On the other hand, if they see some negative reviews or there are no reviews at all, they’re less likely to actually take that next step.
Mark: Yeah, and those positive reviews are things that I know a lot of organizations desire, but I’ve also heard people that are concerned about just doing reviews at all. They’re worried about getting negative reviews. What kind of things can you say to that as far as people’s apprehension to doing reviews at all because of the concern of negative reviews?
Kurt: Yeah, I see that a lot, too, and it’s a legitimate concern, but something you have to consider is that unless you’re not on the web, it’s going to happen. If you’re going to get negative reviews, not paying attention to it isn’t going to prevent them from being posted.
Kurt: Really, what it is, it’s really more of a fear of finding out there are negative reviews about you.
Kurt: So negative reviews-hopefully they won’t happen to you. If they do, there are things that you can do about it, but just trying to avoid being out there is self-defeating. It’s not going to help you.
There are things that you can do, though, for the negative reviews. Like if you’re a company and someone posts something about an experience and they say, “Hey, I don’t like what they did,” and I’ve actually seen this happen-contact them.
Kurt: Pay attention to the reviews and contact them. Say, “Look, I saw your review. I’d like to help you through this. I’d like to know what the problem was and see if we can’t fix it.” I have actually seen where people posted something, you know, a scathing review, and then a few posts down you see, “Hey, these people contacted me and they made everything better and I really love this company now, I appreciate how they took that initiative.” It turned a negative into a positive.
Kurt: That really takes it a step above just positive reviews because now people can see that even if they have a problem with you, they know that you’re going to address that and you’re not just going to shoo them away or ignore them.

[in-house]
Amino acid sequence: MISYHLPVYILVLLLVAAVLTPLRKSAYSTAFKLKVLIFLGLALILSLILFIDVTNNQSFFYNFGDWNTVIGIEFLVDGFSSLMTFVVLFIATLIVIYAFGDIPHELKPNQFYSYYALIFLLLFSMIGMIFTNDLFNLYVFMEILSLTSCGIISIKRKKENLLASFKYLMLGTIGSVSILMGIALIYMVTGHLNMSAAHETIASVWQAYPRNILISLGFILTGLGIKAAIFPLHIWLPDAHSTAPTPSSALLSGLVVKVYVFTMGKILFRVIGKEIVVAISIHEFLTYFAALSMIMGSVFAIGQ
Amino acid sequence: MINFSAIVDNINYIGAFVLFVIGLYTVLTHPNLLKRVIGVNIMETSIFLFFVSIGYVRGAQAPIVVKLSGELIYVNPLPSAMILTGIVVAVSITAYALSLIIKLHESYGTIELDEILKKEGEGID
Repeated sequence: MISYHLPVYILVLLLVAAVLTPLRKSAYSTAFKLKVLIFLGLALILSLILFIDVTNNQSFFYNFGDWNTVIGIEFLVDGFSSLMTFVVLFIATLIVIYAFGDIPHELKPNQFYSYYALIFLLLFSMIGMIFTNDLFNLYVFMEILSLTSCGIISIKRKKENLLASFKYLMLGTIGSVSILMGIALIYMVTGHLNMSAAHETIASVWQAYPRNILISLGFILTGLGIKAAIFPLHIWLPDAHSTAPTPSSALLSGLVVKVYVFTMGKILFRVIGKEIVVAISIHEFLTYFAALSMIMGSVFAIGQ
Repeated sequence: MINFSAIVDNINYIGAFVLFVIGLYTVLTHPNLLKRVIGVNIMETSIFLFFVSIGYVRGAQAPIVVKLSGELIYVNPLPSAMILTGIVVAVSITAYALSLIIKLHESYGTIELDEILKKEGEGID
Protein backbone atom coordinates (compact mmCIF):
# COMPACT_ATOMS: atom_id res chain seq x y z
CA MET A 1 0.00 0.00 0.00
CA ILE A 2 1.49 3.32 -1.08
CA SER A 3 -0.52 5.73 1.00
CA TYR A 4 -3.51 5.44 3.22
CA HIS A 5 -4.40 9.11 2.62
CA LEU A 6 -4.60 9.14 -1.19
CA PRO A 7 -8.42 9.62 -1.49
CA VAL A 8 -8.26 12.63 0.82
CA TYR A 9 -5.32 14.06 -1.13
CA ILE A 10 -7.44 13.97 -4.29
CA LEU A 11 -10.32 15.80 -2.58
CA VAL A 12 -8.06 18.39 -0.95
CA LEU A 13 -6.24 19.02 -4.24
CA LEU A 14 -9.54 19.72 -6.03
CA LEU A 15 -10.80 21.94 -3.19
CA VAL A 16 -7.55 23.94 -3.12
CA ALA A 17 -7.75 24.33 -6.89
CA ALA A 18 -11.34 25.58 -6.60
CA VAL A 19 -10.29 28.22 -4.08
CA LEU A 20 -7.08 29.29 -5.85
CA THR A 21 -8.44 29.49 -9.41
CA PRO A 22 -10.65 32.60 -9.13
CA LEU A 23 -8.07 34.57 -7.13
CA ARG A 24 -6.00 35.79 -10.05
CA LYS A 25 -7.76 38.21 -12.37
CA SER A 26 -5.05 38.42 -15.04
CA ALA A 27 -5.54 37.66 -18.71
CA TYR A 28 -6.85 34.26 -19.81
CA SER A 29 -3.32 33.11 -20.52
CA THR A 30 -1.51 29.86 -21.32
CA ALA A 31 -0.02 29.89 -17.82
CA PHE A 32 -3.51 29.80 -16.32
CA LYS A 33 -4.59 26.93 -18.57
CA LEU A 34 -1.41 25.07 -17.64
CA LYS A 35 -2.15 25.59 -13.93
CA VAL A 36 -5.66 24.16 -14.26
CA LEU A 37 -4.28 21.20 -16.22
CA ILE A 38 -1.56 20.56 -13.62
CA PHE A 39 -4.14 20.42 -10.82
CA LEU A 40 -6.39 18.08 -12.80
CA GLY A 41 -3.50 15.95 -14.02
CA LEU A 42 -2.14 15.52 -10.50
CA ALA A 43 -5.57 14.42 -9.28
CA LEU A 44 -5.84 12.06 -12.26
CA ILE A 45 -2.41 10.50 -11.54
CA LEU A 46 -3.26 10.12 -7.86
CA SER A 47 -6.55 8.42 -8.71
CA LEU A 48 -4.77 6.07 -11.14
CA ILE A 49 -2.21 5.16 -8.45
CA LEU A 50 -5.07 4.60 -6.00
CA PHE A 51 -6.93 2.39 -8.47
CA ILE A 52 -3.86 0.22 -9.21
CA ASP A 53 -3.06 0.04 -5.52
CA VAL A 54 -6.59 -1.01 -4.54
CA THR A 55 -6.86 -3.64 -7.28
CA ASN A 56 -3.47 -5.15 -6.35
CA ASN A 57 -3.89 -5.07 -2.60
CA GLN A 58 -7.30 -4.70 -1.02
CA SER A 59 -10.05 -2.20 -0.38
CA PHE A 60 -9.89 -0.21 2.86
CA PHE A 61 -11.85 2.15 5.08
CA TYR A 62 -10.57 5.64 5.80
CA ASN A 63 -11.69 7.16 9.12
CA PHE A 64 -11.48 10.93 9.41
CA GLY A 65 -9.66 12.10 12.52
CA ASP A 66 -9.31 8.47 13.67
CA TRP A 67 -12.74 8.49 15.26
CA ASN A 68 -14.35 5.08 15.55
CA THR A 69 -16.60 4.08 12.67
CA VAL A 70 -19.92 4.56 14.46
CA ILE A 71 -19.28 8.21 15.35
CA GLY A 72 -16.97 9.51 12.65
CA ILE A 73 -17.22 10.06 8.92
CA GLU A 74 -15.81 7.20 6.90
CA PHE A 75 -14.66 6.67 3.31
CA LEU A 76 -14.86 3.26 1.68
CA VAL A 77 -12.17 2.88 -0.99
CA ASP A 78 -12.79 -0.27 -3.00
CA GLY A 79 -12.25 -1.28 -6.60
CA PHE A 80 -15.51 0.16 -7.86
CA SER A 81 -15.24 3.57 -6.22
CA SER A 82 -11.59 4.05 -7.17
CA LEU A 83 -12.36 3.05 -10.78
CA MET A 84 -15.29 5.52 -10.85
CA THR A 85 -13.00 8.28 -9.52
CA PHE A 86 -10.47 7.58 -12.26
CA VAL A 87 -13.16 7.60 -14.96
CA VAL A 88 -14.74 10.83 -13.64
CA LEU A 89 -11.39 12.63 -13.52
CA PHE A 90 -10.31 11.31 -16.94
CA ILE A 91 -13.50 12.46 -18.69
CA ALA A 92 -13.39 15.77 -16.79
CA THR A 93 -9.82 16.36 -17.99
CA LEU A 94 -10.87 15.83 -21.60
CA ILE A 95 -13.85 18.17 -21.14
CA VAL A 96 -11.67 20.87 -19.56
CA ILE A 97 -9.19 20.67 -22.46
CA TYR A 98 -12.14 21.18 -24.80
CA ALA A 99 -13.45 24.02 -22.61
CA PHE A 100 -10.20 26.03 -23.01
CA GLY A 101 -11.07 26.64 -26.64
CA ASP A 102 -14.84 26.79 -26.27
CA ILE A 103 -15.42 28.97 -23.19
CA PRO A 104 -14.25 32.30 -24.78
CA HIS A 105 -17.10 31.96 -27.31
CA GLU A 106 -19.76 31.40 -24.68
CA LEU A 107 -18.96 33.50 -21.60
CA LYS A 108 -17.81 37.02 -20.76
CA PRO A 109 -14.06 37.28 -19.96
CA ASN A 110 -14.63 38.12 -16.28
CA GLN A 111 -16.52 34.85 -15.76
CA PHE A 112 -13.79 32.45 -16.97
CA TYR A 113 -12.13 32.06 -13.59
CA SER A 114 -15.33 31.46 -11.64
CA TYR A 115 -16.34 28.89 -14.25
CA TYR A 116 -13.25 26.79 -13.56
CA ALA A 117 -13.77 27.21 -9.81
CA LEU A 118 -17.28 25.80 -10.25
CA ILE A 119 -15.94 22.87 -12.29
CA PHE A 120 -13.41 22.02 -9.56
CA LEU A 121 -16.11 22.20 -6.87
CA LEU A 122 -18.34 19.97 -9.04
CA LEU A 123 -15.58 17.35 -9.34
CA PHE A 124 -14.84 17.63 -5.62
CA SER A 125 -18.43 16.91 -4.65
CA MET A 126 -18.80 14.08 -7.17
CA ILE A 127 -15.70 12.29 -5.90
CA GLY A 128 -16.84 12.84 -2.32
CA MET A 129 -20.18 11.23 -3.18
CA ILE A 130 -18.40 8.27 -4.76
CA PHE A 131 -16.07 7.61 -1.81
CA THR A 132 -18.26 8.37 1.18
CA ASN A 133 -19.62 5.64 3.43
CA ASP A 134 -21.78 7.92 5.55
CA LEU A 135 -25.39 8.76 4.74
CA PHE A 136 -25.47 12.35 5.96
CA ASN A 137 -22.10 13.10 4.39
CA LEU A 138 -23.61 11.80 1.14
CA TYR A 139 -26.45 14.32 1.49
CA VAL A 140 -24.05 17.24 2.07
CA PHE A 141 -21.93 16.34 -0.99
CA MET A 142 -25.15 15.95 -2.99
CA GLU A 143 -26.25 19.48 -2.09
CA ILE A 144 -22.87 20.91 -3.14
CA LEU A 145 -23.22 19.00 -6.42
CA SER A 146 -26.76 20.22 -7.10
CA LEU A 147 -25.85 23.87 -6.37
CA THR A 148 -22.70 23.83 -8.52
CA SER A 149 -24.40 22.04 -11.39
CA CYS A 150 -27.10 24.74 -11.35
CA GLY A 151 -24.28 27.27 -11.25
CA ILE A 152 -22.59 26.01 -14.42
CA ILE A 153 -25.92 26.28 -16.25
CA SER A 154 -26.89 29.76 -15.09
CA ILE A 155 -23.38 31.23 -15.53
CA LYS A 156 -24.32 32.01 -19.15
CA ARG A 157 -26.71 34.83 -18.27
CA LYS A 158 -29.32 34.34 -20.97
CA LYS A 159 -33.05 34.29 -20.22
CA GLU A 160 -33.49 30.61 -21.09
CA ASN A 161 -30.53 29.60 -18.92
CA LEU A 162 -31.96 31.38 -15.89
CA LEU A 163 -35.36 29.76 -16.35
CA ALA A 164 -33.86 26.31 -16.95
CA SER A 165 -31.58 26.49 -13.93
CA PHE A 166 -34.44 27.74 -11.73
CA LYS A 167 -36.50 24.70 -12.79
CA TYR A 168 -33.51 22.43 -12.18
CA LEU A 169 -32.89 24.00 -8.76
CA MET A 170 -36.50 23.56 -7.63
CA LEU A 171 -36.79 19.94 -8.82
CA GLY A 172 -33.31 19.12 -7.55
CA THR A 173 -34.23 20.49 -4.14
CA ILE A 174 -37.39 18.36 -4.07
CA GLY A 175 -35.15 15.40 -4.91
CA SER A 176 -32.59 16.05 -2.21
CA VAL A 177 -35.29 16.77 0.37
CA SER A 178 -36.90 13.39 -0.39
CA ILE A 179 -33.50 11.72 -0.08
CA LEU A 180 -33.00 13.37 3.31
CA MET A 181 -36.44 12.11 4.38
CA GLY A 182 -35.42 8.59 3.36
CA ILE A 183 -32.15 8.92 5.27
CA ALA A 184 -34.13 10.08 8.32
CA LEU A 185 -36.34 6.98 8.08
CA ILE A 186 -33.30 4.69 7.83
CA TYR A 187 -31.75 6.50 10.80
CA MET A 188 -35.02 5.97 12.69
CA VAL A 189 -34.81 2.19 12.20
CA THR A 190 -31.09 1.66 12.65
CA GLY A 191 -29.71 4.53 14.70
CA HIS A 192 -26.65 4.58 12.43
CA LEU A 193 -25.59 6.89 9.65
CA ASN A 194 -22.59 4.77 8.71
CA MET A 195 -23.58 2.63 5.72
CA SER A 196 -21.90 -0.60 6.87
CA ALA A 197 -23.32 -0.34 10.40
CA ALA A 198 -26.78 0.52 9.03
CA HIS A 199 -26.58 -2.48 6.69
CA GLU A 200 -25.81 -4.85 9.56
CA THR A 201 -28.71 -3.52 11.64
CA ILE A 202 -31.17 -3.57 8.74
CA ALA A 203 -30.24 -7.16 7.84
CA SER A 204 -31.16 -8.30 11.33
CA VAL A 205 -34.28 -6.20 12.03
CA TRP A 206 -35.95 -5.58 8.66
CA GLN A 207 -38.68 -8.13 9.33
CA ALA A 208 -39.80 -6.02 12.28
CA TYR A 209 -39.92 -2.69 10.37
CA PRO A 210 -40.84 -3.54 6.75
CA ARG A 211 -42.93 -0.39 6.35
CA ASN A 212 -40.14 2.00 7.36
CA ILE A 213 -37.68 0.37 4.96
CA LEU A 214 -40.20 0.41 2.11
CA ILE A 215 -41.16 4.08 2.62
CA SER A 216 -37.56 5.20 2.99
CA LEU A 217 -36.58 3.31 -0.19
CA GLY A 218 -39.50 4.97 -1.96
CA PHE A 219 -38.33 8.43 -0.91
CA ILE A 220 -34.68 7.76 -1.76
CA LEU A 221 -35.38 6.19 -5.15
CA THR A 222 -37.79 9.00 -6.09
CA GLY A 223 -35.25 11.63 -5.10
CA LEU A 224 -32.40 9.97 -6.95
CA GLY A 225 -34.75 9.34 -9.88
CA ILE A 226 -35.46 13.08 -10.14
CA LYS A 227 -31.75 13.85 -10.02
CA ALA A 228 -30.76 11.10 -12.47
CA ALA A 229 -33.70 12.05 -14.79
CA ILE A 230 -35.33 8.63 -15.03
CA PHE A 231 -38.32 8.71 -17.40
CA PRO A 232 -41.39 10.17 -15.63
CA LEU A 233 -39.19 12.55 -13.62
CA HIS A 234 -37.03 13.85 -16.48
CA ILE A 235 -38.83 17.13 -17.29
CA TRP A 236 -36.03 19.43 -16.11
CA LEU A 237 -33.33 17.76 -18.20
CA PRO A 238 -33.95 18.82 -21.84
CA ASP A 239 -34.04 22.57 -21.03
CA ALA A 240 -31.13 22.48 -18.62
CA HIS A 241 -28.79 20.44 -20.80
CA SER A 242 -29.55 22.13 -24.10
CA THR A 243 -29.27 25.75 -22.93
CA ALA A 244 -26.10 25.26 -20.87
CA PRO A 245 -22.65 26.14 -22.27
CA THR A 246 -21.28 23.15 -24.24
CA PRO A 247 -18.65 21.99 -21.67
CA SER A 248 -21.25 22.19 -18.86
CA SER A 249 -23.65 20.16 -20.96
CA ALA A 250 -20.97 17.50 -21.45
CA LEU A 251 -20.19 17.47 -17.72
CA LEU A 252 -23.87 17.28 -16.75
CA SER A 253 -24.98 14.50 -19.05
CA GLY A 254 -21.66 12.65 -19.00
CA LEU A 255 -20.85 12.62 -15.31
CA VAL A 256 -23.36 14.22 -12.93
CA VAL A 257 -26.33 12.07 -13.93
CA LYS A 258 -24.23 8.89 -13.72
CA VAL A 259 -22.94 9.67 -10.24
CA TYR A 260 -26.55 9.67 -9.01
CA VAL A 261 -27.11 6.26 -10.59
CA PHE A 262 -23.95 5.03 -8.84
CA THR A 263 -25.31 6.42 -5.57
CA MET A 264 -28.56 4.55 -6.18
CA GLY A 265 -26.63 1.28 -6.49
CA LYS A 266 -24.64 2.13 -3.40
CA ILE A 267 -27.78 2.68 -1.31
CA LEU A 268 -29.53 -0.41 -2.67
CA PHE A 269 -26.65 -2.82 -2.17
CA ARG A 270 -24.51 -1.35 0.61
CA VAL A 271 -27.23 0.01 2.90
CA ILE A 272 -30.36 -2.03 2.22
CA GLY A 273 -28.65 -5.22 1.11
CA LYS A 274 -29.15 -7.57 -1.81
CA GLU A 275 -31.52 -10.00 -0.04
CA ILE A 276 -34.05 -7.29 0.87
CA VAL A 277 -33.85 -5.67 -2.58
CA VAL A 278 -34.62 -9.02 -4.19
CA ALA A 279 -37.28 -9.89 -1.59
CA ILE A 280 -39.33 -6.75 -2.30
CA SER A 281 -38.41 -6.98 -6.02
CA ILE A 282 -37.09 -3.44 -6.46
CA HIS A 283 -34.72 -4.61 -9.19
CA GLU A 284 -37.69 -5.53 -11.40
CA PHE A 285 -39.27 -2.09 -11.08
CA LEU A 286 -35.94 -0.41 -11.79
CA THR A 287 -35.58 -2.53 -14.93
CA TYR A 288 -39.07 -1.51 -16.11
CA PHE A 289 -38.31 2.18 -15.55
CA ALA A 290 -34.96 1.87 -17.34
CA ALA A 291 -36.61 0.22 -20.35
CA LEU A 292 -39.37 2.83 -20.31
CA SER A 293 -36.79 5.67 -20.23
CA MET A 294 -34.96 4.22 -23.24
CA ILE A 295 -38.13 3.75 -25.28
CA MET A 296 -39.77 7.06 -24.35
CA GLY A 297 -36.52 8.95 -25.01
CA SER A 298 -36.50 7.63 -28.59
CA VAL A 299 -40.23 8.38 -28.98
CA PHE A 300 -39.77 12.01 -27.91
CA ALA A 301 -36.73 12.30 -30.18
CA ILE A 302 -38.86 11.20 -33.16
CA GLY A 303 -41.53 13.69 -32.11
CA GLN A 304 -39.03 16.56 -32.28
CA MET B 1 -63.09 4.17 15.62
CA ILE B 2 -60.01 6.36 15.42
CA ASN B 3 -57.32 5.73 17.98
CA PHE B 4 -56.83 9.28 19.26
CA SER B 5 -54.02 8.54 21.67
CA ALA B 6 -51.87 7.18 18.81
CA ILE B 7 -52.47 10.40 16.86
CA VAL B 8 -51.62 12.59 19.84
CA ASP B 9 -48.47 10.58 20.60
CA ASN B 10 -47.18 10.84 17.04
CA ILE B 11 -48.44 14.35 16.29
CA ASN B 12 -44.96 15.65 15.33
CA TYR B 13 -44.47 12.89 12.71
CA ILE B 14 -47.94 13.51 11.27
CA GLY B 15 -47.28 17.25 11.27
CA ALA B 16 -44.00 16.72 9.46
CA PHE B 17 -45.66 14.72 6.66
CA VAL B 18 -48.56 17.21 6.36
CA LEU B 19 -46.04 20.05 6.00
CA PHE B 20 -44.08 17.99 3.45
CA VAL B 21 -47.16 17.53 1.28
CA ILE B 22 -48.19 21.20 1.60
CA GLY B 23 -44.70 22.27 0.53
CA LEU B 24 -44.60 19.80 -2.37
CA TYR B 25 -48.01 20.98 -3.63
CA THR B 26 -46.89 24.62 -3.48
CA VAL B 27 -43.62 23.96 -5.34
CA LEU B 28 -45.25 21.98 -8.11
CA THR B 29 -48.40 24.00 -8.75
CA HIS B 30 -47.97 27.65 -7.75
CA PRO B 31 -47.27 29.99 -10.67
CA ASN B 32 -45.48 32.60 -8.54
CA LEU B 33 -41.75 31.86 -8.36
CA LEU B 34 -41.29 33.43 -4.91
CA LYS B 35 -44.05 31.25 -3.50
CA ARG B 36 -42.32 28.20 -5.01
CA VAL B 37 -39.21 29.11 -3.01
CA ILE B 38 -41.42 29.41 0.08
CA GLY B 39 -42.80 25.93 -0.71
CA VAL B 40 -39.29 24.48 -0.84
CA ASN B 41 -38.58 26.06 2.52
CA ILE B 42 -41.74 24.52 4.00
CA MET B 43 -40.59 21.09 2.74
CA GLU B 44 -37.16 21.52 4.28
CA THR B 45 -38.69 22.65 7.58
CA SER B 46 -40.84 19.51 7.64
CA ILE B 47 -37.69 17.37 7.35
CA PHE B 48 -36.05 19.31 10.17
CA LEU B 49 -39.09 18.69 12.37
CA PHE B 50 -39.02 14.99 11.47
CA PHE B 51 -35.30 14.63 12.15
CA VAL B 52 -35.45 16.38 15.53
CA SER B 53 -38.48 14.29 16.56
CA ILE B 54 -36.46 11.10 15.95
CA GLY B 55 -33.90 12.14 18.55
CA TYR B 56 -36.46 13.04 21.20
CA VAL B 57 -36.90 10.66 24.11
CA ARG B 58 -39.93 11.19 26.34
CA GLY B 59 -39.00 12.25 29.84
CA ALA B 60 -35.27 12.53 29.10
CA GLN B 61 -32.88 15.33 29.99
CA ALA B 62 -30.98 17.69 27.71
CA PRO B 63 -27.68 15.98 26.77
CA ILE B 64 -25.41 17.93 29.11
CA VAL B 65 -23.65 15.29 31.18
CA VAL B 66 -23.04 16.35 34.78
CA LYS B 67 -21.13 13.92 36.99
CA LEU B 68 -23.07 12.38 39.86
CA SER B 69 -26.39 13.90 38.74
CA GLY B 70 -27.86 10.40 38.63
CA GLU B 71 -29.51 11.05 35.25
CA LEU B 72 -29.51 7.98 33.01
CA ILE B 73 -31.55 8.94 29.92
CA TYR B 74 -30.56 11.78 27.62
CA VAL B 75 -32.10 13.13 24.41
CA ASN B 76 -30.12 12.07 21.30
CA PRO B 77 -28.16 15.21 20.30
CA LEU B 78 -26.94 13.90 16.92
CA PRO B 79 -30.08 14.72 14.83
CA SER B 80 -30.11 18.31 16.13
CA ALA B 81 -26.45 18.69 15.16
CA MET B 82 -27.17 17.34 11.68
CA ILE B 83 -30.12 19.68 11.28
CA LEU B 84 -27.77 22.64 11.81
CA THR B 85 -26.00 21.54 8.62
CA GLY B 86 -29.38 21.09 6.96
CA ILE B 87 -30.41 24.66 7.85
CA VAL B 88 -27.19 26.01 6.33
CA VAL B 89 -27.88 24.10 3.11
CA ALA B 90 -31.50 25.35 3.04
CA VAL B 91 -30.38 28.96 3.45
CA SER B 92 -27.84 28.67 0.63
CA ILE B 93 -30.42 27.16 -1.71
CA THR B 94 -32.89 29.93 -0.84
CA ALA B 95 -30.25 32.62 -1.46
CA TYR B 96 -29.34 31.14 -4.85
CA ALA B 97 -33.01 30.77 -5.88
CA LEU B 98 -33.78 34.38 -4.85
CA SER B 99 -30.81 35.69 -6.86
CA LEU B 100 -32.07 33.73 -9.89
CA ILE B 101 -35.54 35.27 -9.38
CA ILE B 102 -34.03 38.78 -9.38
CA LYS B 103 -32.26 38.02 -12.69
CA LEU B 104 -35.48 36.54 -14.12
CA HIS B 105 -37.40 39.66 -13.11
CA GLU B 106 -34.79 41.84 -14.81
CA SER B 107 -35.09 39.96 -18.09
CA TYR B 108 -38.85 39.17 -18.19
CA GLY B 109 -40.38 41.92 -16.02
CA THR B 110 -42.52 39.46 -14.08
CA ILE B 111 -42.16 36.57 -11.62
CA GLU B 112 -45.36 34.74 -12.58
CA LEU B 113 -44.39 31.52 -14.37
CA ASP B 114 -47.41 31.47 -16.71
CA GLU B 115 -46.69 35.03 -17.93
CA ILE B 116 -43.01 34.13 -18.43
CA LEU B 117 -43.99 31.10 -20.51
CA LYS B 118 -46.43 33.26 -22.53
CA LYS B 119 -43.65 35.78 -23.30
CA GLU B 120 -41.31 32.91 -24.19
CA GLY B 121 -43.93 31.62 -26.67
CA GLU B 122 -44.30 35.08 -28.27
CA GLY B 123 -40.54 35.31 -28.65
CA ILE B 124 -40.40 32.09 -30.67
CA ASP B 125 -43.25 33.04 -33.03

Mark: Yeah. And I think that’s probably the bigger underlying reason for reviews is that it does give you an opportunity to see areas of improvement. If there is something that your organization needs to make improvements on, granted, you probably wouldn’t want to have a negative review for that, but maybe there is something that needs to be addressed.
Kurt: Better to know it than have person after person getting frustrated and leaving and you not knowing why.
Kurt: So, it does help with that. I’ve also, just a real quick example, at my own church, we had posted something, it was actually part of a blog, but someone had commented on it and said, “You know, I went to this church and these people weren’t very friendly and we didn’t like it.” Which we didn’t like to see, but we actually weren’t aware of it, because we weren’t paying attention to this page, that’s a bad thing, we should’ve been, but we weren’t, but other people were. So some of other members-
Mark: Other people within your organization.
Kurt: Yeah, within the church, other members saw that and they started to respond in a loving way and they said, “Hey, actually this wasn’t our experience at all, we really enjoy this church and here’s some of the things that we’ve enjoyed about it.” A good half-dozen people responded to this one person, and then the last post was from someone who had never been to our church who said, “I’d really like to visit this church when I’m in the area because of the way that the members have responded to that person.”
Mark: So you were able to take a negative and turn it into a positive.
Kurt: Yeah, and it wasn’t even the staff or anything like that, it was just the people involved in the organization that did it for us.
Kurt: That was great.
Mark: So the five essential elements of local search marketing:
- On-page optimization,
- Getting local listings,
- Links, and
Putting all those things together can put together a very effective local search marketing program.
So, Kurt, I thank you for your time and your expertise and we thank you for taking the time to watch this video. If there’s anything that we can do to help you accomplish your mission or your goals online, please fill out the form below to request a free, no-obligation consultation.